Work from home or get a studio for your photography business?

Author
Robert Nowell, Professional photographer, photography professor and VP at Sprout Studio About Robert

Two weeks ago, a local photographer asked me to meet him for a coffee to ask my opinion on some big business decisions he was facing. The main question he wanted me to address was whether or not I thought it was a good idea for him to get a studio space.

That made me want to ask him just one question. “Why do you think you need a studio space”?

Before you get a commercial studio space, ask yourself “why” first.

Of course I had many more questions that I was ready to pepper him with, such as “do you think you can afford studio space?”

He like many photographers that get started was working from his home and like so many photographers he was finding out that it can often be inconvenient. He mentioned he was shooting wine bottles in his dining room ( that’s a tip off that he’s a commercial photographer) and tripped on a cord and spilled wine everywhere. That was his breaking point where he figured he should get a studio.  I pointed out that he could just as easily make a mess like that in a commercial space, but I think he thought I was missing the point. He wanted, … needed a space to work from.

My history in studio spaces

I get it, I really do, you see back in 1982 that was me, fresh out of photo college and I figured that to be taken seriously I needed a photo studio. Partly because all the real photographers in town had a studio and partly because I thought it would be really cool to have a studio address on my business cards.

Keep in mind that when I got that first space, I had a partner and we shared all expenses, I was still living at my parent’s house, I was single and still worked full time at another job. So the $385 a month (all utilities included) was pretty easy for two guys sharing space. From there over the years I have had much larger studios costing me upwards of $1600 month just for the space. Today I enjoy having a dual zoned home with attached studio. The business space is just under 1000 square feet and is dedicated business space.

But enough about my situation, what about you?

Pros and Cons of both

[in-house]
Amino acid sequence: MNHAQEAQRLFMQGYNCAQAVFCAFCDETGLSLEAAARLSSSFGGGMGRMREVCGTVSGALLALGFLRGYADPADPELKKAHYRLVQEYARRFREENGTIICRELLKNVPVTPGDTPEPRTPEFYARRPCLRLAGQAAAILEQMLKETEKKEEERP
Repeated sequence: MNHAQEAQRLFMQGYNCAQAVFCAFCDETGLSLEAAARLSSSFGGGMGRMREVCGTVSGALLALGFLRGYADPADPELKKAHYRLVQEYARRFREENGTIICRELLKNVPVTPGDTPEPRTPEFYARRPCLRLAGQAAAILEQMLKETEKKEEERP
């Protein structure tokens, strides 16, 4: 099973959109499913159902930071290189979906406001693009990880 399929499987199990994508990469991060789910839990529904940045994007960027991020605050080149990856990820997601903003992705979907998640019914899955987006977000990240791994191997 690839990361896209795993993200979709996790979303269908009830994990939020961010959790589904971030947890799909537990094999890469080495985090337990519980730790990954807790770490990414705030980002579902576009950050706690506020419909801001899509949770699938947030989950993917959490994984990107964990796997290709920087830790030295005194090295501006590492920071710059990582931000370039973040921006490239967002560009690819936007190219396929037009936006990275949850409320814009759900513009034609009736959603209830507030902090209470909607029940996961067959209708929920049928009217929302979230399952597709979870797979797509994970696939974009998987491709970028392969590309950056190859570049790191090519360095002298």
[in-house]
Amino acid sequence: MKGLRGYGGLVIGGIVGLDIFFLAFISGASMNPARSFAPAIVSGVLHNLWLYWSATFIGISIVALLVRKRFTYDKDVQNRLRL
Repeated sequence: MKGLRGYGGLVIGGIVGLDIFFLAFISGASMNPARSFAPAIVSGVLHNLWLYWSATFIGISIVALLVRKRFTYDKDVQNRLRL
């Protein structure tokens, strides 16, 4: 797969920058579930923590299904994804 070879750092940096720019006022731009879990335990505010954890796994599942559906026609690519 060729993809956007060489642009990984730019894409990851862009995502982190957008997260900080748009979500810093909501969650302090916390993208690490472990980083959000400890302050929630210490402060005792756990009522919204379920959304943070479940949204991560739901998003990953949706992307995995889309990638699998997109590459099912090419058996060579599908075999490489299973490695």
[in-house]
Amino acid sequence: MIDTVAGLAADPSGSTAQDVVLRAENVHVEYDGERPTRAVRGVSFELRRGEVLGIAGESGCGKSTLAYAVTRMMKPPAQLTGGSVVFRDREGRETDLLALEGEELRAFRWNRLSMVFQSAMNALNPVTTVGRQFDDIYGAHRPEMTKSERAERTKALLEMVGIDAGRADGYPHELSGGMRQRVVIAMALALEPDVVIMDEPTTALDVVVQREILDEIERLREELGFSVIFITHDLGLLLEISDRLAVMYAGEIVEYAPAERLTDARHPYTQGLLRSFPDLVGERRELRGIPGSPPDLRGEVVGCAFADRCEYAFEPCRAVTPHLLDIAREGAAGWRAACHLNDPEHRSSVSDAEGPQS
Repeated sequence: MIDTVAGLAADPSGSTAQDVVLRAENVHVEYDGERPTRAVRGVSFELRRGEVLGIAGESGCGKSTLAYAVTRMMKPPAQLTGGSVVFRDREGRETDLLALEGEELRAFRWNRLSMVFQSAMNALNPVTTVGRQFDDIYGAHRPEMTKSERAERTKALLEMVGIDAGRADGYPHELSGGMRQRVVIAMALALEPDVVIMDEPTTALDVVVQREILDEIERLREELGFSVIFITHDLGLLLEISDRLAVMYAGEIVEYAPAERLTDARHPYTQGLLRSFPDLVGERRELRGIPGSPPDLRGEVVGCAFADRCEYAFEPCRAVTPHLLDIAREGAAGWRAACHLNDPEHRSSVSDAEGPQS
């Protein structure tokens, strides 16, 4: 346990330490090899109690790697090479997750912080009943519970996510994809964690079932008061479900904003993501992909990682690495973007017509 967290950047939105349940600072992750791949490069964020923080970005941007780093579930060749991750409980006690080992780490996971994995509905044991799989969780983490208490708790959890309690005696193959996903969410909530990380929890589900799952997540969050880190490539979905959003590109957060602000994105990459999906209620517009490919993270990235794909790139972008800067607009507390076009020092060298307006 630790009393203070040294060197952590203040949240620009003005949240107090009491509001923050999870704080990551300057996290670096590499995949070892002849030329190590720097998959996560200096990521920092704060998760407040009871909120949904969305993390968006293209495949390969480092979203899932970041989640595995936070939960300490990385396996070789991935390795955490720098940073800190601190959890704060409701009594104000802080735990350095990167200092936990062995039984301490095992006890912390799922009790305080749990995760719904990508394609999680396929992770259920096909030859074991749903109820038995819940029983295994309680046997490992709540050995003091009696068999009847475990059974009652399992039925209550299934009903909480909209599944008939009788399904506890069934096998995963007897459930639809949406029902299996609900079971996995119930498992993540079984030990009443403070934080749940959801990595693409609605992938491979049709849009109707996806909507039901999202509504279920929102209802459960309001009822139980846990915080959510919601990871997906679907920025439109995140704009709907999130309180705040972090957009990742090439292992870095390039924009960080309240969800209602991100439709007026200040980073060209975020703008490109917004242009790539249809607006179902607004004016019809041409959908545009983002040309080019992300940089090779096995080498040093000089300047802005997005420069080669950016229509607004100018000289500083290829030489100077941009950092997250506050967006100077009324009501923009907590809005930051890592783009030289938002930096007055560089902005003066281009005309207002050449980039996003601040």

Consider first – what works for you?

Today there are so many photographers working from home it’s becoming the norm, so what’s the best way to go these days? Home or commercial space?

Too often photographers jump into getting a space before they have the consistent monthly revenues that can justify such a decision.

I’d say it depends on your goals. Will your business be a full time or part time venture? Would you consider employees in the future? What kind of volume of business are you planning for? What kind of business hours do you want?

These and many other factors would need to be considered when deciding on taking the leap to a commercial space. Let’s take a quick look at some pros and cons of both the home business and the retail business.

Home Studio – Pros

  • No commute expenses
  • Convenient
  • Less overhead
  • Shared facilities
  • Free parking
  • Work by appointment

 Home Studio – Cons

  • Lack of storage for equipment, backgrounds & props
  • Need to share space work/personal
  • Personal clutter
  • Lingering cooking smells
  • Lack of space
  • Low ceilings
  • Difficulty separating home from work
  • Pets or children noise
  • Lack of credibility

 Retail Studio – Pros

  • Larger dedicated space
  • Credible storefront
  • Separates business finances and expenses from personal
  • Helps keep work at work and separates personal time from work
  • Likely more storage
  • Better display opportunities

Retail Studio – Cons

  • Usually requires set business hours
  • More expensive/ higher overheads
  • Requires extra insurance, alarms, cleaning and maintenance
  • Extra miscellaneous costs involved; signage, display prints, furniture, appliances

These lists are by no means exhaustive but you get the idea. The takeaway is this, the main con of having an external business space is the extra monthly expense that retail space brings with it. Each month you must make a certain amount of money just to pay for the space and your costs of sales before one thin dime can make it’s way into your pocket.

Wait until you're ready

Too often photographers jump into getting a space before they have the consistent monthly revenues that can justify such a decision. Obviously you can attract a higher end clientele if you meet with them in a beautifully furnished showroom of your photography than if you meet them in a coffee shop, but you must already have the regular income to afford getting that space. That might mean keeping a full time job and doing your photography on weekends and evenings until your photography business is squeezing your available time so much that keeping the full time job seems impossible. But remember that leaving a job with steady paycheques and benefits is a big risk!

What I’m saying then is to be patient and plan each goal so that decisions you make going forward are in line with your earnings. Debt, large overheads, and inconsistent cash flow have been the killer of many a passionate photographer’s dreams.

I would suggest being analytical about whatever workspace you currently use and look for ways to make it better. More space efficient, less cluttered, better decorated, are some areas to consider. Make a list of the things that you enjoy about your workspace and a list of what bothers you. Try to come up with solutions for the negative aspects of the space and once implemented, give it some time and then revaluate to see if it works better now.